Parkhurst and Strong-Holte run the control booth as director/producers, with the rest of the students rotating among the three cameras and running the graphics board.

The directors are constantly watching the four camera shots, deciding when to switch to what camera during a play.

“Because we do a four-camera setup, which is a small number of cameras for baseball, especially compared to the Major Leagues, we get the camera that can cover it the best,” Strong-Holte said. “Center field for the pitch, and then we usually cut to the high home camera behind home plate.

“The mezzanine camera is a high angle, and for runners going around the bases, we cut to third base. It’s more of a glamor shot. It’s close-up, the color on it is a little bit better.

“It’s just four buttons, camera 1, 2, 3, 4. It’s constantly streaming, and the director sees the four streams, and it’s up to them to decide which one they want to go live.”

Unlike some webcasts, the CMU crew has the ability to not only cut to one of four cameras instantly, but run commercials between innings and offer viewers instant replay of key plays. Because the Web feed has a natural delay of a few seconds, about one pitch behind the live action, the Rockies’ official scorer, Dan Kenyon, can take a closer look on radio play-by-play man Adam Spolane’s monitor in the adjacent booth to verify his scoring decision. Radio broadcasters and print reporters also check the webcast to watch a play closely on video after seeing it live.

The crew arrives two hours before game time to start setting up, checking cameras and then lugging them to their positions, whether that means carrying them up the bleachers behind home plate or wheeling a large trunk through the parking lot to the center-field stand.

They check connections and microphone levels in the radio booth with Spolane and make sure his monitor is set up and running.

The director starts up the control booth, checks camera angles and makes sure everything looks good. Whoever is loading graphics gets the lineups and makes sure the opposing team’s logo is entered into the system. Players’ statistics are updated before the game and throughout for the Rockies.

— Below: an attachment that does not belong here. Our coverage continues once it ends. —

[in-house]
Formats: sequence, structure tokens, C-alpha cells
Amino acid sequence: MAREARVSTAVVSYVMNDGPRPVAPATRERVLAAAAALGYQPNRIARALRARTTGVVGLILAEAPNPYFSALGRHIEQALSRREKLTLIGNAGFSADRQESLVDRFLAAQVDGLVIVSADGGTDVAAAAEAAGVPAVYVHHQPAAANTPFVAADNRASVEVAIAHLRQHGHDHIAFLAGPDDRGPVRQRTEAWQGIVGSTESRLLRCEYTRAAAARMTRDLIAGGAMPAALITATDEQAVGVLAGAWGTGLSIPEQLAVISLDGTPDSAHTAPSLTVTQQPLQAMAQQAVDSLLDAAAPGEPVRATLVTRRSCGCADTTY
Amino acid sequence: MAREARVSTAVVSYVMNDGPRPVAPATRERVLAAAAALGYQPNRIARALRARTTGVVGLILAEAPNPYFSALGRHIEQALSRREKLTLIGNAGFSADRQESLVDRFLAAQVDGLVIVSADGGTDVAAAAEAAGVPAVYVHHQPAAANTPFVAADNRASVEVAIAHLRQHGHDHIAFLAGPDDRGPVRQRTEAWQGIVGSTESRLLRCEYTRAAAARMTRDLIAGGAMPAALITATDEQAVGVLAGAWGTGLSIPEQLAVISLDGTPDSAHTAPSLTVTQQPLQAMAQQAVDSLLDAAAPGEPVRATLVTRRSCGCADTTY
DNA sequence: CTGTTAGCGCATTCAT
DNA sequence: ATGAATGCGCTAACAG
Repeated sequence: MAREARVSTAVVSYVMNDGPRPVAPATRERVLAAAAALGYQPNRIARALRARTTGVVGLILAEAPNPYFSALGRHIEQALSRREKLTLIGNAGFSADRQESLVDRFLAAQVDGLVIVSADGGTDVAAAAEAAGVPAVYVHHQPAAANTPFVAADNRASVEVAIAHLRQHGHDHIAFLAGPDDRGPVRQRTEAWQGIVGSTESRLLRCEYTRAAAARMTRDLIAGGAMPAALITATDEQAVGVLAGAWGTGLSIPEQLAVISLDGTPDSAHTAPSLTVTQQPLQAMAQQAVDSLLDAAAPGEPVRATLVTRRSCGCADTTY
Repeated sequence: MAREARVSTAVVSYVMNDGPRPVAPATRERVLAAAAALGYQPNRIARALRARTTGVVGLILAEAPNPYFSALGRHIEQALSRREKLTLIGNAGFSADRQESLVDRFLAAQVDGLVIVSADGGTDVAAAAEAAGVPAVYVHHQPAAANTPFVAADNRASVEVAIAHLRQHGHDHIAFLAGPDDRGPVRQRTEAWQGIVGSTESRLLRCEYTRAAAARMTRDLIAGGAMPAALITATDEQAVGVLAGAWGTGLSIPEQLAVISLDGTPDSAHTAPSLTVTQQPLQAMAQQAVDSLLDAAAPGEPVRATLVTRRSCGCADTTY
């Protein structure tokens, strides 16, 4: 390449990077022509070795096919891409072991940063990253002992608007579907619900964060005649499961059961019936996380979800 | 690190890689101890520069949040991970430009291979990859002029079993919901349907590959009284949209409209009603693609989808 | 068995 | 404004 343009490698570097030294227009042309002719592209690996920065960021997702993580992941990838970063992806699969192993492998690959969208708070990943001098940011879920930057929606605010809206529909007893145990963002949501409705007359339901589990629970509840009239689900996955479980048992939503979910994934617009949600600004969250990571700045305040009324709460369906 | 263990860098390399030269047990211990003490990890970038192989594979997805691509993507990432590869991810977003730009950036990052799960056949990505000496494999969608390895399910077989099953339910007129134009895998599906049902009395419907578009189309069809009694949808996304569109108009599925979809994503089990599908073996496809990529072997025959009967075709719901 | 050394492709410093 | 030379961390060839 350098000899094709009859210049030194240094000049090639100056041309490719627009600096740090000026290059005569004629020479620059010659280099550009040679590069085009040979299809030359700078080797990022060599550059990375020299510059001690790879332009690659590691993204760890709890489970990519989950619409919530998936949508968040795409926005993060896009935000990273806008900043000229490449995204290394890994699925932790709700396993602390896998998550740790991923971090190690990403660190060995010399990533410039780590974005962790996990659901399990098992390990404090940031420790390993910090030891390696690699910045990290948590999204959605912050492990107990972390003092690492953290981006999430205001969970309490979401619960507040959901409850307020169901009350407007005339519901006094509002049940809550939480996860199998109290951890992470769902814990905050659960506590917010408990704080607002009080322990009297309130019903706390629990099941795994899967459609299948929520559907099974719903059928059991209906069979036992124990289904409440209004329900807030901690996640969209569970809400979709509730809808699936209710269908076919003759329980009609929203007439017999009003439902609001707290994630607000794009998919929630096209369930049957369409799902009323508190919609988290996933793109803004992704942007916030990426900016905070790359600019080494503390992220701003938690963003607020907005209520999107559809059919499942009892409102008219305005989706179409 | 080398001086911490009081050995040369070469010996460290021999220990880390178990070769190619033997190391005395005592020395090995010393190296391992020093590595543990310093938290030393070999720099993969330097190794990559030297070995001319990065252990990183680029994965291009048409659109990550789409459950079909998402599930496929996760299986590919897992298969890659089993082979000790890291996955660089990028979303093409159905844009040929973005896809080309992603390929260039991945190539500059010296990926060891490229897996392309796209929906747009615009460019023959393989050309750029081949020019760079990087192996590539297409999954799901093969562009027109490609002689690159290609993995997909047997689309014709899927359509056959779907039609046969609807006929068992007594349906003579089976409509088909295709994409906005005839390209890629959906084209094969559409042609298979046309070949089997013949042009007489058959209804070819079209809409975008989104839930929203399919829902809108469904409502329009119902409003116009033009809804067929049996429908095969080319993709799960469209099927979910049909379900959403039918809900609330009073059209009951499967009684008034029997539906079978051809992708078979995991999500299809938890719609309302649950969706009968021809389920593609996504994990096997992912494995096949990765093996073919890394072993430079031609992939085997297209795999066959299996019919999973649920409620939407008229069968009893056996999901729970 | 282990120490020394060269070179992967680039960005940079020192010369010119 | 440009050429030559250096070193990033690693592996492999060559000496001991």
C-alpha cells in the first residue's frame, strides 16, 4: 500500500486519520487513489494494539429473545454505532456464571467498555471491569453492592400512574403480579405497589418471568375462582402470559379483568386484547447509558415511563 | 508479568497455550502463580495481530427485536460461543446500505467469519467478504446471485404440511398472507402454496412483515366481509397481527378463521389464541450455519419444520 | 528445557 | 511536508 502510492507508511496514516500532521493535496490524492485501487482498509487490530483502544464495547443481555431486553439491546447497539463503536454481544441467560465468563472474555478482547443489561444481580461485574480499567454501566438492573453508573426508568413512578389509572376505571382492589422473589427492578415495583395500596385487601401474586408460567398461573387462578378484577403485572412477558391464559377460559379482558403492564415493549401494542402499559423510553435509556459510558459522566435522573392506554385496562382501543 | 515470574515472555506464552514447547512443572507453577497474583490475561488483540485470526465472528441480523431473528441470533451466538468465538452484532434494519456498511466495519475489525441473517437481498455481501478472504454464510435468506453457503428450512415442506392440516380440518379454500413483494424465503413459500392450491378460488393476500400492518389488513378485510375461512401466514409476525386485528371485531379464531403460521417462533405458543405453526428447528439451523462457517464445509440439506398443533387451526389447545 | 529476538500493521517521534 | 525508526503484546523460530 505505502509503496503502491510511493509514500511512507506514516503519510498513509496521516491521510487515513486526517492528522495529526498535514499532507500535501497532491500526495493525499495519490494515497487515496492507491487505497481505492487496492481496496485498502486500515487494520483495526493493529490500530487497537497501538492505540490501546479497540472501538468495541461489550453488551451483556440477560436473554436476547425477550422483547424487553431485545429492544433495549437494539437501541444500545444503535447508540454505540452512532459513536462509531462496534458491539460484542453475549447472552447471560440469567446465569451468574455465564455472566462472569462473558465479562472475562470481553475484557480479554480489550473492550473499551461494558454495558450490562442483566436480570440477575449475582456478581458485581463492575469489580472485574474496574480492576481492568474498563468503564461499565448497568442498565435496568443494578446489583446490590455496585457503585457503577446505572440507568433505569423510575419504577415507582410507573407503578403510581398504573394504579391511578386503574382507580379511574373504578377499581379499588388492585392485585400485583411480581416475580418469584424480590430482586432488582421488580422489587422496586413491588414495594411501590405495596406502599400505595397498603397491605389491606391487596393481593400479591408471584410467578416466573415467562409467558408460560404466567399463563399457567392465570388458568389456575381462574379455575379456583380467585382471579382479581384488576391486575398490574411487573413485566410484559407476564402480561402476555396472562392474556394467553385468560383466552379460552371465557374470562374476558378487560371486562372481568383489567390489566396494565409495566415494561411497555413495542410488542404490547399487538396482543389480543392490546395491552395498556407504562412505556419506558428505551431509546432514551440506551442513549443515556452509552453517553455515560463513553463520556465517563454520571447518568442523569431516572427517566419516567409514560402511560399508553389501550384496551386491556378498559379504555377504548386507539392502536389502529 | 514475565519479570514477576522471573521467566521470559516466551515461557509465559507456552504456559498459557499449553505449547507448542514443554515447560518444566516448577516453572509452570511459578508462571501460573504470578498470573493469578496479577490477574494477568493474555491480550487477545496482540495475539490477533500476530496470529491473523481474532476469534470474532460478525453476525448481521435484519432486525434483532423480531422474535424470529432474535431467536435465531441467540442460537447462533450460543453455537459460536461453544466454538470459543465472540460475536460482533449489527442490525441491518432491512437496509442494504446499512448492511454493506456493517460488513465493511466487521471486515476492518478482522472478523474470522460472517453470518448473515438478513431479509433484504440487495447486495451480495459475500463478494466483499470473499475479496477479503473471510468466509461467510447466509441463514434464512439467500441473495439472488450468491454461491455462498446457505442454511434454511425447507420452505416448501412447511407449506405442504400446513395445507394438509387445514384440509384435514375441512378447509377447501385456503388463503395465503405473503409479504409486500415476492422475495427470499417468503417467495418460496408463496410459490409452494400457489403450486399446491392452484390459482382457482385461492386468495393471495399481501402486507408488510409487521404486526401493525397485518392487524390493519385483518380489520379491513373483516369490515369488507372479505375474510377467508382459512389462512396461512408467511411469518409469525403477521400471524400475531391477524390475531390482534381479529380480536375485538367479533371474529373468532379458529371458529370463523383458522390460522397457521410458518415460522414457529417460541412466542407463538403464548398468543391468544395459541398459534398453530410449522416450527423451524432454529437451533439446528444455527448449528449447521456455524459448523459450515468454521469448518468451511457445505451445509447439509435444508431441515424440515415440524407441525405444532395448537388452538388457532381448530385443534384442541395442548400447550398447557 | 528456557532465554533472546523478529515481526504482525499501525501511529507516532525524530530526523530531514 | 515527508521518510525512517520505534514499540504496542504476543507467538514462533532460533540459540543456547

“It’s so crazy how quickly how everybody picked it up,” Parkhurst said. “They’re doing great. They communicate with each other, and that’s where the headsets come in. They can coordinate who is getting what shot, and they’re making our job way easier.”

That’s helped Parkhurst decompress quicker after games.

“The first couple of games I would go home and just lay there,” she said. “Oh, my god, it was so stressful. Now I love coming to work. It’s so much fun. This last week off, I was just ready for them to be back. Our crew is just awesome. Everything is going better than I could even imagine it going. We’re getting a lot of compliments, which is awesome.”

After all of the setup is complete, they do what college kids do — grab a hotdog, nachos, popcorn and a soda and relax for a few minutes until game time.

Then, they lock in on their assignments.

Whoever is on the third-base dugout camera is protected by an L screen, but that doesn’t mean the camera operator doesn’t have to keep an eye out for foul balls.

“That L screen, I tell you what, since we can see home, that L screen doesn’t really save us,” Paulson said. “You’ve gotta watch out, and if it gets tipped your way, you’ve got to be ready to put your hand in front of that camera, because the camera is worth more than your hand.”

They’ve had a couple of close calls behind home plate — one foul ball broke out a window in the old press box near where the camera is set up.

The Rockies get exposure, the students get experience, but the ones who benefit most from the streaming video are the players’ families. Correlle Prime said his mother watches every game, unless she makes the trip from Bradenton, Fla., to Grand Junction to see her son in person.

“She says this one is the best one,” Prime said.

Zach Jemiola’s parents in Temecula, Calif., are regular online viewers.

“They like it,” Jemiola said. “They like this quality the best (of the three Pioneer League teams to offer streaming). They like being able to watch us and see me pitch when they aren’t here.”

They even have a 10-time All-Star watching. Steve Garvey and his wife, Candace, are regular viewers, keeping up with their son, outfielder Ryan Garvey, and the rest of the club.

The quality, Steve Garvey said, is exceptional, especially when you consider college students are running it with only four cameras.

“For the university running it, I think they’ve done a great job,” he said Friday as he watched the Rockies during batting practice. “They’re continuing to learn and work on their camera angles. The biggest thing is anticipation. I think they’ve made great strides. It’s great for us to be able to go online (and watch). Eventually, they add another camera or two and you’ve got a pretty big production going on.”

An even bigger benefit, he said, is if the players go online after the game and watch their at-bats, which is what Ryan Garvey does. The Rockies also have an intern in the press box taking the stream and breaking the film down so coaches can analyze it and players can study film.

The students would like to add another camera angle, and they want to keep improving throughout the second half of this season. They’re not sure what next year will bring, but Paulson knows he wants to be back on the baseball field.

“I like the camera part, but my curiosity has gotten to me, and I want to see what the director’s chair feels like,” he said with a grin.

Suddenly, a gust of wind kicked up, and Paulson’s eyes widened.

“I’m gonna go make sure that camera didn’t fall over.”